Although there is still an ongoing debate, since its biochemical identification at the end of 1970s, different functions have been ascribed to DES. Among the others, DES was demonstrated to exert a primary role in maintaining sarcomeres’ alignment (Morgan, 1990) and, in light of being one of the first muscle-specific genes expressed during development, it was also hypothesized to play a biological role in muscle development (Rudnicki et al., 1993). Indeed, desmin-null mice showed impaired myoblast fusion and myotube formation (Hnia et al., 2015) along with altered nuclear and mitochondrial shape/positioning (Paulin and Li, 2004; Capetanaki et al., 2007). Not surprisingly, DES was also found to regulate a broad spectrum of cellular processes by serving as a platform for the integration of signals between the outside and the inside of some organelles, such as the nucleus and mitochondria (Clemen et al., 2013; Hnia et al., 2015). Given the above, the distribution and expression of DES were investigated in muscular disorders (e.g., Duchenne Muscular Dystrophy) affecting humans and other species (Gallanti et al., 1992; Fröhlich et al., 2016), and it was considered a reliable marker of muscle regeneration under pathological conditions. Thus, the fluctuating trends observed for both native DES and its heterodimeric form might be due to the degenerative and subsequent regenerative processes occurring in PM of FG chickens. Muscle degeneration, implying fibers’ necrosis and loss of myofibrils, likely resulted in DES degradation followed by an increased synthesis of this protein to support the structural organization of the regenerating fibers. In this regard, it is worth mentioning the lack of correspondence between DES gene and its encoded protein at d 42 when a 2-fold higher expression of DES gene was found in FG compared with MG, whilst no differences were found at the protein level. The higher transcriptional level of DES observed in FG at d 42 could be likely due to an up-regulation aimed at synthesizing the degraded DES protein and thus re-establishing the structural organization of the regenerating fibers. In addition, the discrepancy in the protein content may be imputable to a potential time lag needed for the translation of the DES protein thus determining a delay in the observation of the consequences of the gene expression at the protein level. In addition, although not significant, the increasing trend observed for DES gene in FG over the growth period was consistent with the differential synthesis of this protein, which progressively integrates and replaces the pre-existing VIM filaments (Cary and Klymkowsky, 1994). Indeed, the opposite general trends of VIM long and DES observed in FG from d 7 to d 42 perfectly overlapped with the evidence that VIM expression is downregulated as muscle regeneration proceeds and/or during myotubes’ maturation whereas DES level increases (Hnia et al., 2015).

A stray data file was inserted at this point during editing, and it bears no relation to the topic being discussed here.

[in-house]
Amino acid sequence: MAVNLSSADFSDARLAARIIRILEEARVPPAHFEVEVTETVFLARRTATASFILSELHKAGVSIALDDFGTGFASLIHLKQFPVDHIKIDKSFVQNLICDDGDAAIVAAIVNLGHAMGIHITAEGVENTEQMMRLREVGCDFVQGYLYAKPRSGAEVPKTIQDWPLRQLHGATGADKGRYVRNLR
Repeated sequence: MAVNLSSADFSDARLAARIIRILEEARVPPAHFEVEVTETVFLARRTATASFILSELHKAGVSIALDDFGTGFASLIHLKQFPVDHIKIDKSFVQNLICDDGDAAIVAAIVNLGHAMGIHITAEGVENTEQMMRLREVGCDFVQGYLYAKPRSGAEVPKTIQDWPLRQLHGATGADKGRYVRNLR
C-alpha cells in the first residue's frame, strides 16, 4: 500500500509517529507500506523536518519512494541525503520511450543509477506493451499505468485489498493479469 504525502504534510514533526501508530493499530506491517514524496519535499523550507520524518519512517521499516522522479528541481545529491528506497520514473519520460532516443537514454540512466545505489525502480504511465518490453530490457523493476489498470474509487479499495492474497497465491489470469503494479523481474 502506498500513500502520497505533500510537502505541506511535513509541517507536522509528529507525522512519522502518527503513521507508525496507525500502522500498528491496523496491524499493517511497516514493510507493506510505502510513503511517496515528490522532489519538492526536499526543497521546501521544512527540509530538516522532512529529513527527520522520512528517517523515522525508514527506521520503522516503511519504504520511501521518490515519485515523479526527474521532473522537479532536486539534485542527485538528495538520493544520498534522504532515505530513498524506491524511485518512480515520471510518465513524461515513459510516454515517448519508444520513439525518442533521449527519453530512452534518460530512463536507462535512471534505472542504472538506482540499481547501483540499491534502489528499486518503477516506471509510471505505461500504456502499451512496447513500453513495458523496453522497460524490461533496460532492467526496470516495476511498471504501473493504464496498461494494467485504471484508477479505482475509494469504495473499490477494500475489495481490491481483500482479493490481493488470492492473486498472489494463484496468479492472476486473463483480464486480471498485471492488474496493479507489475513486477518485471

Regarding the role of DES in muscle regeneration processes, Soglia et al. (2020) evidenced an increased abundance both at the gene and protein level of DES in chickens affected by growth-related abnormalities, thus proposing its level of expression as a marker for the regenerative phenomena taking place in PM muscles belonging to FG broilers. In this regard, the higher level of DES in FG compared with their MG counterpart observed in the present research corroborated the statement that this gene can be effectively exploited as a marker of muscle fibers regeneration in broiler chickens, especially from d 28 onwards. In addition, it is worth mentioning the potential role of DES in regulating mitochondrial morphology and bioenergetic capacity (Kuznetsov et al., 2020) along with the evidence that its defective anchorage and/or spacing profoundly affect these features (Knowles et al., 2002). The abovementioned traits mirrored those observed at ultrastructural level by Sihvo et al. (2018) in the early phase of wooden breast (in 22-days-old broilers), when mitochondrial swelling, vacuolation, and loss of cristae were apparent and associated with endoplasmic reticulum stress (Papah et al., 2018; Sihvo et al., 2018). Therefore, considering the presence of DES aggregates observed within the fibers through IHC, a synthesis and subsequent accumulation of an altered DES protein (Delort et al., 2019) might be hypothesized to occur also in FG broilers.